What Do You Need to Know About the Okta Hack?
Okta has over 15,000 customers on its platform and has been in business since 2009. In 2019, it was claimed that the site has more than 100 million registered users.
After widely used access management company Okta announced it had been hit by hackers, concerns were raised that the hack could have major consequences for its thousands of customers.
Who Could be Affected?
Although the scope of the breach is unknown, because Okta’s online authentication services are used by large companies including Fedex, T-Mobile US, Coinbase, and Moody’s cascading effects are likely to occur. According to its website, Okta has been in business since 2009 and it has more than 15,000 customers on its platform. It was reported in 2019 that there are more than 100 million registered customers using the platform. The company said 2.5 percent of its customers were impacted and they were notified about the incident.
Who is Lapsus$?
Lapsus$ is a relative newcomer to the lucrative ransomware market but hit the ground with high-profile hacks. The group comprised the websites of Portuguese media conglomerate Impresa earlier this year. The group continued attacks targeting chipmaker Nvidia Corp Samsung, Ubisoft, and Microsoft.
Access Management Services Make the Hack Even More Critical
Okta’s services have made the hack even more important. The company sells identity services, such as Single Sign-On and Multi-factor and the credentials of its customers can be stolen as a result of this cyber attack. This is why global cloud services provider Cloudflare which also uses Okta said the company had reset the credentials of some employees.
The attack happened in January 2022 when an attacker had access to one of its employees’ laptops for five days. The disclosure comes as hacking group Lapsus$ has posted screenshots to its Telegram channel claiming to be of Okta’s internal systems, including one that appears to show Okta’s Slack channels, and another with a Cloudflare interface. The attackers also claimed to have had “Superuser/Admin” access to Okta’s systems for two months, not just five days. They added it had access to a thin client rather than a laptop and claimed that it found Okta storing AWS keys in Slack channels. The group also suggested it was using its access to zero in on Okta’s customers.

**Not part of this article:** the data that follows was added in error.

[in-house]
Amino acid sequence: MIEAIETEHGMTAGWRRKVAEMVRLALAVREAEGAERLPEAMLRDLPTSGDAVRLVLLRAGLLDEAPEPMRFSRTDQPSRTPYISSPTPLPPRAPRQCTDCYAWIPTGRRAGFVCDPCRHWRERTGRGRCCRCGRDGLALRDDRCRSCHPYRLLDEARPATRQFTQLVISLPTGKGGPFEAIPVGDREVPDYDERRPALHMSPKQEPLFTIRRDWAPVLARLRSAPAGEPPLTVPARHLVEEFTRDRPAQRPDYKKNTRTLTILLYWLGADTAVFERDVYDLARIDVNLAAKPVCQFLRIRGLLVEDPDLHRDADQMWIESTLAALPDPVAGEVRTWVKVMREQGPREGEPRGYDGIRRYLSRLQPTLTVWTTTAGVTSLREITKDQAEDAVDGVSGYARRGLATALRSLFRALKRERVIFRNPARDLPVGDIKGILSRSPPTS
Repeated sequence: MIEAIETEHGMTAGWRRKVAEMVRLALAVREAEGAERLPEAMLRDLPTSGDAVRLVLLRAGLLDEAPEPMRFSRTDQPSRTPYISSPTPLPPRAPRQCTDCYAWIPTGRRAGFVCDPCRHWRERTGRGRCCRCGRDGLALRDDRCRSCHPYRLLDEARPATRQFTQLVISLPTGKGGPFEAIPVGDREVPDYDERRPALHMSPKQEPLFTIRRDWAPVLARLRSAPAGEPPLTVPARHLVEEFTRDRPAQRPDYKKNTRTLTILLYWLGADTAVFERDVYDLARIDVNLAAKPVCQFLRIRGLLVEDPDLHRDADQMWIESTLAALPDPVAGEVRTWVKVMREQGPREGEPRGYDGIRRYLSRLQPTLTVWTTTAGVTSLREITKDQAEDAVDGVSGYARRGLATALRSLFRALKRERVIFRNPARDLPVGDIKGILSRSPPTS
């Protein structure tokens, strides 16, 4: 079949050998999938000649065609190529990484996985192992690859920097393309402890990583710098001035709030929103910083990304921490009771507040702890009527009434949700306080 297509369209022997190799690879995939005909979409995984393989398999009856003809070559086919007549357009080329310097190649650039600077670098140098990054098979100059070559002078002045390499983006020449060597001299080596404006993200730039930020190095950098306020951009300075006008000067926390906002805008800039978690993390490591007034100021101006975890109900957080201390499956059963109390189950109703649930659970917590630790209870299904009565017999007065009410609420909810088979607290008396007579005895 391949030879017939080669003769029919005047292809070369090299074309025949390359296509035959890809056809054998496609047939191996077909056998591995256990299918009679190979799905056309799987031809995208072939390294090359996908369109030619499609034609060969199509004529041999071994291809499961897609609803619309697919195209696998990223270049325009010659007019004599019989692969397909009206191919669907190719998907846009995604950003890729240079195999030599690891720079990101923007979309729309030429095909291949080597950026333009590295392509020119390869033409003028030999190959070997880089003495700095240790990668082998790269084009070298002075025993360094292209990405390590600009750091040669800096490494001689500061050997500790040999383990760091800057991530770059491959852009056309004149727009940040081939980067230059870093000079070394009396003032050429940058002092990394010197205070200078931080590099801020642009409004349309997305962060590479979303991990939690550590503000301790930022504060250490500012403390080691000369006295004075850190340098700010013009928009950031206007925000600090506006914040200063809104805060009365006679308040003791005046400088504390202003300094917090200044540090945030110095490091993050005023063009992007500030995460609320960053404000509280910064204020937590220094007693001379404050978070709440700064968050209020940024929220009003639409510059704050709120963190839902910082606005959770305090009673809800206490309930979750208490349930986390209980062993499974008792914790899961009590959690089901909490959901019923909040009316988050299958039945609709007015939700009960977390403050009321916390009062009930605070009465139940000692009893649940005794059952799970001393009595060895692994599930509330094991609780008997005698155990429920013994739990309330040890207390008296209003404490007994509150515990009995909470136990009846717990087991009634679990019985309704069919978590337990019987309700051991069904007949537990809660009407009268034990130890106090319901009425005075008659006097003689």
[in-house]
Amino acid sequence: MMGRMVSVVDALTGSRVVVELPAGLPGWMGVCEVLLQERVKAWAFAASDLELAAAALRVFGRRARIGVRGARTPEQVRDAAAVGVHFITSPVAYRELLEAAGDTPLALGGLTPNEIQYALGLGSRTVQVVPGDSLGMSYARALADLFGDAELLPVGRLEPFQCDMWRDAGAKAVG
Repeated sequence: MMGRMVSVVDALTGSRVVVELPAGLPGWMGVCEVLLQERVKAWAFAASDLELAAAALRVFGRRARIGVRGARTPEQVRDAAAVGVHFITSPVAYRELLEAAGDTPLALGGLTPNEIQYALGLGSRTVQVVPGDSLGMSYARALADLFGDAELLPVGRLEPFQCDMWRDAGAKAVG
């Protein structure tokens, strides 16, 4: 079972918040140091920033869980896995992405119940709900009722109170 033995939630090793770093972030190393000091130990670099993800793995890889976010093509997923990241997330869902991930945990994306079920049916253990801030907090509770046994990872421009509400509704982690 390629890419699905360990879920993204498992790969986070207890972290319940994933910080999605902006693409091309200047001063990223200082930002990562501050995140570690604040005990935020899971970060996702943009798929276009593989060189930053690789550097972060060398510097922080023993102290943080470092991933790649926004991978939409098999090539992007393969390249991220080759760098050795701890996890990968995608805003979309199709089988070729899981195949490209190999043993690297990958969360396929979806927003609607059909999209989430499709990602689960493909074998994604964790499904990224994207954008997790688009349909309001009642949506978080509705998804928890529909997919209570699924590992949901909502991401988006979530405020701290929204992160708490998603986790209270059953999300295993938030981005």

Okta: The Impacts Are Limited
On the other hand, Okta chief security officer David Bradbury stated in an update that the potential impact on Okta customers is limited. The main reason is the attackers gained the access that support engineers have. According to Okta’s update, these engineers are unable to create or delete users or download customer databases. Support engineers do have access to limited data – for example, Jira tickets and lists of users – that were seen in the screenshots. Support engineers are also able to facilitate the resetting of passwords and MFA factors for users but are unable to obtain those passwords.
What Measures Should You Take?
“There are no corrective actions that need to be taken by our customers,” Bradbury stated. But his statement is not enough to convince many security researchers. Due to the fact that support engineers in Okta are able to help reset passwords some customers “may have been impacted.” There have been many reactions for the company for it was trying to downplay the importance of breach and it is strictly advised for the customers to be very vigilant. Similar to Cloudflare there were already signs that Okta customers were taking action to revisit their security.
If you are an Okto customer and curious about what kind of precautions to take, here are some recommendations from Keepnet:
It may be a good idea to reach out to the company for further information. Enable MFA for all user accounts. Passwords alone do not offer the necessary level of protection against attacks. Keepnet also advises using hard keys, as the attackers can target other methods of MFA for phishing attacks.
Ensure to have different security measures to strengthen your cyber security posture. Prioritize support-initiated events. (Remember it was a support engineer) In case any suspicious MFA-related events are detected, make sure only valid MFA keys are present in the user’s account configuration.